Red Bull team principal, Christian Horner, has confirmed that the team did not bring a new chassis to the Belgian Grand Prix after their dominant performance.
The Austrian side were generally expected to be quick at Spa due to the high-speed nature of the circuit and the long periods of full-throttle driving.
70 percent of the lap at Spa is completed with the right foot all the way down, and the remarkable chassis, coupled with Honda’s exquisite power, made Red Bull the favourites.
Ferrari are no slouches either, but they simply had no answer to the pace of Max Verstappen and Sergio Perez, who dominated to take a one-two – their fourth of the season.
Verstappen had taken pole by six tenths of a second from Carlos Sainz after Charles Leclerc had given him a slipstream, knowing that he, along with the reigning champion, would be starting further down the grid due to a grid penalty.
The Dutchman quickly recovered from 14th to first though, and he never looked back as Sainz held off George Russell for the final podium place, while Leclerc finished sixth behind Fernando Alonso.
The pace difference, particularly to Mercedes, also defied some expectations that the technical directive (TD) implemented last weekend would harm the Milton Keynes-based side.
Changes were made to the floors so that teams could not use moving skid blocks as an advantage, and ride height stipulations were also a factor.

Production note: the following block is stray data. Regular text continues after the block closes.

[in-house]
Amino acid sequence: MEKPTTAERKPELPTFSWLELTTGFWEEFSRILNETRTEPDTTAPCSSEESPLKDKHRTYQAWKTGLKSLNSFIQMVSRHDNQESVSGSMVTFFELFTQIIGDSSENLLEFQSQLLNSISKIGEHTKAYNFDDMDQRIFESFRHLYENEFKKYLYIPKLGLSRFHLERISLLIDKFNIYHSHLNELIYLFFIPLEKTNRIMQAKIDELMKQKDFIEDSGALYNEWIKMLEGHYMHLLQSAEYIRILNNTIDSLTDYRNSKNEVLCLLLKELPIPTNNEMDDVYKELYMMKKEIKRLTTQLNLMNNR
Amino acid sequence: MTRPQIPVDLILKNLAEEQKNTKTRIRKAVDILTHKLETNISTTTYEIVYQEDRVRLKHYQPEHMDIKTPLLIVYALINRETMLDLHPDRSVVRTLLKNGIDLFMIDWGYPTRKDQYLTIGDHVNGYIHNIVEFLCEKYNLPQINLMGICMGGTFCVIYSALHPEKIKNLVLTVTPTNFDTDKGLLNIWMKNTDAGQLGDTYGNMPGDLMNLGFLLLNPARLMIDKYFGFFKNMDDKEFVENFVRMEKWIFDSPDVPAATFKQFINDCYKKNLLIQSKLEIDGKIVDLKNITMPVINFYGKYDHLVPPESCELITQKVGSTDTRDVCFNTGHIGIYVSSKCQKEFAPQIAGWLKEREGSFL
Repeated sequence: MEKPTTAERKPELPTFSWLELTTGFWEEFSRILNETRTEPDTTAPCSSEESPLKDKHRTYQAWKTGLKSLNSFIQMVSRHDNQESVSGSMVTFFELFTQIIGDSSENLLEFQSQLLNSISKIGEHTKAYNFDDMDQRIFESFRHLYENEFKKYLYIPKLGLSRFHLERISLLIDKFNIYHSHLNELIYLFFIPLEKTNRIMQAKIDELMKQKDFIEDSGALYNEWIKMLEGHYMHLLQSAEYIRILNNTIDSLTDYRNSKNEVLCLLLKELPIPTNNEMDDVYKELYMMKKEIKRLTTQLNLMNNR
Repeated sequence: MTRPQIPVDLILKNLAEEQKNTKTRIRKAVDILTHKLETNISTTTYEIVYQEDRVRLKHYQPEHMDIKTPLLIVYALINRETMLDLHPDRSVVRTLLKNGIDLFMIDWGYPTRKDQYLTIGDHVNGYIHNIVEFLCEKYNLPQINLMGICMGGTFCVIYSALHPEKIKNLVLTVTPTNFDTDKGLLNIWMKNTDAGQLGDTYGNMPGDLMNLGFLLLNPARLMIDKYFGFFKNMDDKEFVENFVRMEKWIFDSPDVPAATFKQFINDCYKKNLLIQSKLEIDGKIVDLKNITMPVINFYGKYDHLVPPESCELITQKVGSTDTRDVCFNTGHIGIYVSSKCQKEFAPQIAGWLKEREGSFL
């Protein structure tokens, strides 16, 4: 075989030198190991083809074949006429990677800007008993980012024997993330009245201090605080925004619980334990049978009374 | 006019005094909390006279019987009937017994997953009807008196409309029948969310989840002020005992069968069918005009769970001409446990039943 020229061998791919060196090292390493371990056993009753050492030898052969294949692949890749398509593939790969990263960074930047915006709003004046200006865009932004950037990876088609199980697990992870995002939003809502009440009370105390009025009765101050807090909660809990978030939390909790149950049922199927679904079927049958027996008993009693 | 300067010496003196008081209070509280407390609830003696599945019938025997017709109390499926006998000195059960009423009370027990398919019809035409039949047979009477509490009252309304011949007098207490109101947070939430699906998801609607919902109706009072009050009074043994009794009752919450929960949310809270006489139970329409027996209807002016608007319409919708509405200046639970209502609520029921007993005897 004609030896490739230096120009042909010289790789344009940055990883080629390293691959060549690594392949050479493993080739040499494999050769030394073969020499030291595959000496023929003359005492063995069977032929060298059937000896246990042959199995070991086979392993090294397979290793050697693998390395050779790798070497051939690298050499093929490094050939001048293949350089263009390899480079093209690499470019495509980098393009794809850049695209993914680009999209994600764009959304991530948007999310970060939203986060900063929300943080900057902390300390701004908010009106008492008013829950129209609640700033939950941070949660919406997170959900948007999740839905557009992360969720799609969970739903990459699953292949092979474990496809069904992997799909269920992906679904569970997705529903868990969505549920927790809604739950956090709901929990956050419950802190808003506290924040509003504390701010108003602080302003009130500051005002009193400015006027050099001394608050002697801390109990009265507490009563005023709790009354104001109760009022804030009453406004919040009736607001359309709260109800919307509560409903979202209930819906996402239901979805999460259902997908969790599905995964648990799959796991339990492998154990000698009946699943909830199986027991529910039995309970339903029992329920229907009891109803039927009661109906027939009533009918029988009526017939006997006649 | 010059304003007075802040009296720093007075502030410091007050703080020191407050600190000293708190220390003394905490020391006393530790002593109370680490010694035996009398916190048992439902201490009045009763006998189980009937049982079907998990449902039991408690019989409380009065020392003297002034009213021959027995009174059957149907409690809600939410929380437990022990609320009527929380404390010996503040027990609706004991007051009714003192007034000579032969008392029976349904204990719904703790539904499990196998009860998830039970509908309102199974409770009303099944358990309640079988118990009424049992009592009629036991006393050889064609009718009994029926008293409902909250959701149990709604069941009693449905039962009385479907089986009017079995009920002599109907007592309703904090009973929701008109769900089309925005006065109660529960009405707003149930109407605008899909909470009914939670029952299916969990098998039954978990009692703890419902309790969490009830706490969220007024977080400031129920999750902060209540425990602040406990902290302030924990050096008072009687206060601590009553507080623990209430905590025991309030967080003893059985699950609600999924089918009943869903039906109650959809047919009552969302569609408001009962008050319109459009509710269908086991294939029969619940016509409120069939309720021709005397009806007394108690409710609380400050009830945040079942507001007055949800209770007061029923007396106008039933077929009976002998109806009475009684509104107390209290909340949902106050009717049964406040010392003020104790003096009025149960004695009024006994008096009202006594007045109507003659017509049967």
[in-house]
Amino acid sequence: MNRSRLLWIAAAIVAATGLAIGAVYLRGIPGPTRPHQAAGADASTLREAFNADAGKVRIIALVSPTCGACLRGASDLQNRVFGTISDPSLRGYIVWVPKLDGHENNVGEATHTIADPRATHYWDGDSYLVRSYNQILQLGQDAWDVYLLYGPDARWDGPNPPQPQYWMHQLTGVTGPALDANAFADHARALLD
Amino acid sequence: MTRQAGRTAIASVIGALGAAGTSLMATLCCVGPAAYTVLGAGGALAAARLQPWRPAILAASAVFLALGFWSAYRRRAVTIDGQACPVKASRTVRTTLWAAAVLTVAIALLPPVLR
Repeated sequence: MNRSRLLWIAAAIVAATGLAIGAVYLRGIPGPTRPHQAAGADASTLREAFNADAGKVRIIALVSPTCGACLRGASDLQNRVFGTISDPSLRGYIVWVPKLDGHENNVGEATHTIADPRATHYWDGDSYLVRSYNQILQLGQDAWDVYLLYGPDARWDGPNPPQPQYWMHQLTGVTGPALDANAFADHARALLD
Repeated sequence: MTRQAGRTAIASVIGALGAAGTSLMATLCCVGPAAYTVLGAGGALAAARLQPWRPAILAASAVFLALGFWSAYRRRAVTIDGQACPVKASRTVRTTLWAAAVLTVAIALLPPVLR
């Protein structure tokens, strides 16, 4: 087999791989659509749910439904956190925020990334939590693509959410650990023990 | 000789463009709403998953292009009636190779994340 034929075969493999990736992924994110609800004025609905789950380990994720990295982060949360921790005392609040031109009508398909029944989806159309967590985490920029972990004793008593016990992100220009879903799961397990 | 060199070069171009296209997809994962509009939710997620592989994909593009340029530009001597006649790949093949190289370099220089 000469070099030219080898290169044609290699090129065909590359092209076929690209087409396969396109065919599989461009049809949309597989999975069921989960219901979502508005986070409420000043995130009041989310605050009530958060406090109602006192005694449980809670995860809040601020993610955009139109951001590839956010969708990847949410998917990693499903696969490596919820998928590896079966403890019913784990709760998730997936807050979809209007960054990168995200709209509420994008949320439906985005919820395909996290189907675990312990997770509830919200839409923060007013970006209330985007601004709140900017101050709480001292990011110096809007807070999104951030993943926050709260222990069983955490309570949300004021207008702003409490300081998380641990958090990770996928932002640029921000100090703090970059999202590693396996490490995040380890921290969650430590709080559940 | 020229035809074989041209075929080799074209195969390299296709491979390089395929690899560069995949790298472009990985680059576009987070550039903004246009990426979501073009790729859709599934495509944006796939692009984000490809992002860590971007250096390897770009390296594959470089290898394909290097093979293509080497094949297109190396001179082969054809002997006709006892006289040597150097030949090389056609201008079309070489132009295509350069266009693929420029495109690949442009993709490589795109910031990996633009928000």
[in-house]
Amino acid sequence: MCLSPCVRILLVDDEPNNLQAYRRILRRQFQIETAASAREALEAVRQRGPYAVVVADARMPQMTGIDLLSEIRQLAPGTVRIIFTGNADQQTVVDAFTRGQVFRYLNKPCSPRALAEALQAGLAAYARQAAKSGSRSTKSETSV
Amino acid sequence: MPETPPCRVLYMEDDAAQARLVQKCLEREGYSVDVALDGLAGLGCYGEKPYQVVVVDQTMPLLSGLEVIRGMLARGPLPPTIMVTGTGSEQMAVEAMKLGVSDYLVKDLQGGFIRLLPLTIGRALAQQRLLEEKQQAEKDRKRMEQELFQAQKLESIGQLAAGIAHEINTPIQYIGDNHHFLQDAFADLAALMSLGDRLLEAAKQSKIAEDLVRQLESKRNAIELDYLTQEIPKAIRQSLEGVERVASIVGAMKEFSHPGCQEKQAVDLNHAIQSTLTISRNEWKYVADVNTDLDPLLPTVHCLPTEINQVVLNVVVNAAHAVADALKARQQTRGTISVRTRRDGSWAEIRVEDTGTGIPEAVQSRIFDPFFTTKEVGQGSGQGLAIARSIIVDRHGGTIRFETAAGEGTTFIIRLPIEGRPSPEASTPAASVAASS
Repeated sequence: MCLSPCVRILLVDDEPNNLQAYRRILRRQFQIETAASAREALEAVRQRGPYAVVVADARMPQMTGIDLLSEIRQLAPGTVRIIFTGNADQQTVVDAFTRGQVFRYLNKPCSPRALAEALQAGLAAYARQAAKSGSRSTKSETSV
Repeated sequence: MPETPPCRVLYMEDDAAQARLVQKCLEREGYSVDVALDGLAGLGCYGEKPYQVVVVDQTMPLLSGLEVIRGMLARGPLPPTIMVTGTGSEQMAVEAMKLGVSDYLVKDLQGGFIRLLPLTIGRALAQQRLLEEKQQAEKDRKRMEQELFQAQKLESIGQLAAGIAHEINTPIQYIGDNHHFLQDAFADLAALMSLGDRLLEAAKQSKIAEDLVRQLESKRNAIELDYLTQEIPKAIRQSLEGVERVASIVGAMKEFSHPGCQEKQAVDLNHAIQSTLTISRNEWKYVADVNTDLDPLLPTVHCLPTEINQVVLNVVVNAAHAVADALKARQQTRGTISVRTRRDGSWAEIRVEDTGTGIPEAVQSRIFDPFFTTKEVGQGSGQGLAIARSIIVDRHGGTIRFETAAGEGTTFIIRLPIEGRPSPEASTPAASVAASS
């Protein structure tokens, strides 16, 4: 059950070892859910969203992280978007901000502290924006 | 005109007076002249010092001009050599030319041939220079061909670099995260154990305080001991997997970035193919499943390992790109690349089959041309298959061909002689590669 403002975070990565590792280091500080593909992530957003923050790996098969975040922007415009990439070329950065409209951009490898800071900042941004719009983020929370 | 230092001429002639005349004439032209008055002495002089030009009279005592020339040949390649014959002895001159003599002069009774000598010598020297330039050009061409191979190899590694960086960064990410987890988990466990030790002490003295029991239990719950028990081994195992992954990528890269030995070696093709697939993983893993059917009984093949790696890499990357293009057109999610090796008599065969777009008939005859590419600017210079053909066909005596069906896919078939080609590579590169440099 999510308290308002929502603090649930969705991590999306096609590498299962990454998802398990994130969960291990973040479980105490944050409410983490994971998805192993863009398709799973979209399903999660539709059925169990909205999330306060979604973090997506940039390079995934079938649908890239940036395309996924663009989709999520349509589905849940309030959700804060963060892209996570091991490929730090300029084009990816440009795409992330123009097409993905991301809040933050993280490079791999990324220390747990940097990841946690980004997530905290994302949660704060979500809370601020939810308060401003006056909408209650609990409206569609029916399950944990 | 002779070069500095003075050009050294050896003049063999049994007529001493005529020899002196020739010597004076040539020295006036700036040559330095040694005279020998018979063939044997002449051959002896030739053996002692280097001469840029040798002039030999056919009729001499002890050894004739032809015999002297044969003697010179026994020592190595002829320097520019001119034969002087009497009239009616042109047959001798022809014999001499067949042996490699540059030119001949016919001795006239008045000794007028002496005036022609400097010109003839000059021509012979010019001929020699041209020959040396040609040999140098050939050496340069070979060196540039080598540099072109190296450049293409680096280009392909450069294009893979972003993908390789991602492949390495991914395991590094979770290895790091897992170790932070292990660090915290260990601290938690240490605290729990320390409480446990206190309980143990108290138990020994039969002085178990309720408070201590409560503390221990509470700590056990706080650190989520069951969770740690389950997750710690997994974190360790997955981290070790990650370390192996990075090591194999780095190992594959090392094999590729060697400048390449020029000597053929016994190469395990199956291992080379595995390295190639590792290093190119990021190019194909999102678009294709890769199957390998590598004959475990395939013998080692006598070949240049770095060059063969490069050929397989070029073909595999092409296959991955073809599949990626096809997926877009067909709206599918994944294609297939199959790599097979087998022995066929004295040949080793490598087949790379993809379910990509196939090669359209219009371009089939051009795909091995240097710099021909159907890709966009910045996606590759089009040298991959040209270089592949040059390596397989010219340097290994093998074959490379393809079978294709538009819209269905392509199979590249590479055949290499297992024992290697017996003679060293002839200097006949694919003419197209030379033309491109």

They were brought in for safety reasons, but it was considered that it might help the Silver Arrows climb back to the front of the order.
All the while though, Red Bull and Ferrari insisted that they did not need to change anything, so they did not, meaning that they also did not bring the new chassis that some had anticipated they would.
“Well, no, we didn’t bring it, and no, we don’t have one…so no, it wasn’t a factor in the performance,” said Horner.
In the end, the TD may have played further into Red Bull’s favour, and Horner stressed that, irrespective of how the regulations change, the parameters are the same for everyone.
“A lot was made and a lot of expectation was placed on that TD, arguably perhaps it’s hurt others more than its hurt ourselves,” he added.
“We haven’t really changed how we operate the car, obviously grounding here is always an issue because of Eau Rouge, but that’s not unique to us, that’s the same for every team.”
Due to Mercedes’ pace deficit, having pushed for new regulations for months amid suspicions that Red Bull were running an illegal floor, Horner joked that he should “thank” Mercedes team principal Toto Wolff for lobbying the FIA for the changes.